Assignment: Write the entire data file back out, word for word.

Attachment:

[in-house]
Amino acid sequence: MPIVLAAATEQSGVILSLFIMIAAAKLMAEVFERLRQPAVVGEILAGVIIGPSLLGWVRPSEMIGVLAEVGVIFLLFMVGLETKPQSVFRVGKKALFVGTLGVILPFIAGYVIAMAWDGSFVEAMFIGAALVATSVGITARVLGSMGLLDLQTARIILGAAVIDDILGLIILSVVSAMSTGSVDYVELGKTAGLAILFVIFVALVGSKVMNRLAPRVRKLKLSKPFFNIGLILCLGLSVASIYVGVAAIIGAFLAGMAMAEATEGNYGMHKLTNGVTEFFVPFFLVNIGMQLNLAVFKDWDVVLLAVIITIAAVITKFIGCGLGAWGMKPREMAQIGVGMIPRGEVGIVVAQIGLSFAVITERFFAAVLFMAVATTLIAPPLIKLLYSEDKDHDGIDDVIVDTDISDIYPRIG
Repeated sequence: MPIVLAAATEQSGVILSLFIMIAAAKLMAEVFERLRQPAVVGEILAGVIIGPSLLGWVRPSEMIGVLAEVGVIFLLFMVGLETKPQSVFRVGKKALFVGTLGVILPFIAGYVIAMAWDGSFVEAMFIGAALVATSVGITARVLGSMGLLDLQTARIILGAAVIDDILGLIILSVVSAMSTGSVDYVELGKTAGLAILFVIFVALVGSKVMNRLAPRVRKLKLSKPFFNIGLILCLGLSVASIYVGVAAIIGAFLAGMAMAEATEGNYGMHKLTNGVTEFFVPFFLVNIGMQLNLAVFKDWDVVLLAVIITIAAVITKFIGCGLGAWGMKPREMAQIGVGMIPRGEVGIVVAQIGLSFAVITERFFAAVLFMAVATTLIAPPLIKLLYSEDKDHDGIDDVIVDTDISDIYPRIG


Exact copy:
[in-house]
Amino acid sequence: MPIVLAAATEQSGVILSLFIMIAAAKLMAEVFERLRQPAVVGEILAGVIIGPSLLGWVRPSEMIGVLAEVGVIFLLFMVGLETKPQSVFRVGKKALFVGTLGVILPFIAGYVIAMAWDGSFVEAMFIGAALVATSVGITARVLGSMGLLDLQTARIILGAAVIDDILGLIILSVVSAMSTGSVDYVELGKTAGLAILFVIFVALVGSKVMNRLAPRVRKLKLSKPFFNIGLILCLGLSVASIYVGVAAIIGAFLAGMAMAEATEGNYGMHKLTNGVTEFFVPFFLVNIGMQLNLAVFKDWDVVLLAVIITIAAVITKFIGCGLGAWGMKPREMAQIGVGMIPRGEVGIVVAQIGLSFAVITERFFAAVLFMAVATTLIAPPLIKLLYSEDKDHDGIDDVIVDTDISDIYPRIG
Repeated sequence: MPIVLAAATEQSGVILSLFIMIAAAKLMAEVFERLRQPAVVGEILAGVIIGPSLLGWVRPSEMIGVLAEVGVIFLLFMVGLETKPQSVFRVGKKALFVGTLGVILPFIAGYVIAMAWDGSFVEAMFIGAALVATSVGITARVLGSMGLLDLQTARIILGAAVIDDILGLIILSVVSAMSTGSVDYVELGKTAGLAILFVIFVALVGSKVMNRLAPRVRKLKLSKPFFNIGLILCLGLSVASIYVGVAAIIGAFLAGMAMAEATEGNYGMHKLTNGVTEFFVPFFLVNIGMQLNLAVFKDWDVVLLAVIITIAAVITKFIGCGLGAWGMKPREMAQIGVGMIPRGEVGIVVAQIGLSFAVITERFFAAVLFMAVATTLIAPPLIKLLYSEDKDHDGIDDVIVDTDISDIYPRIG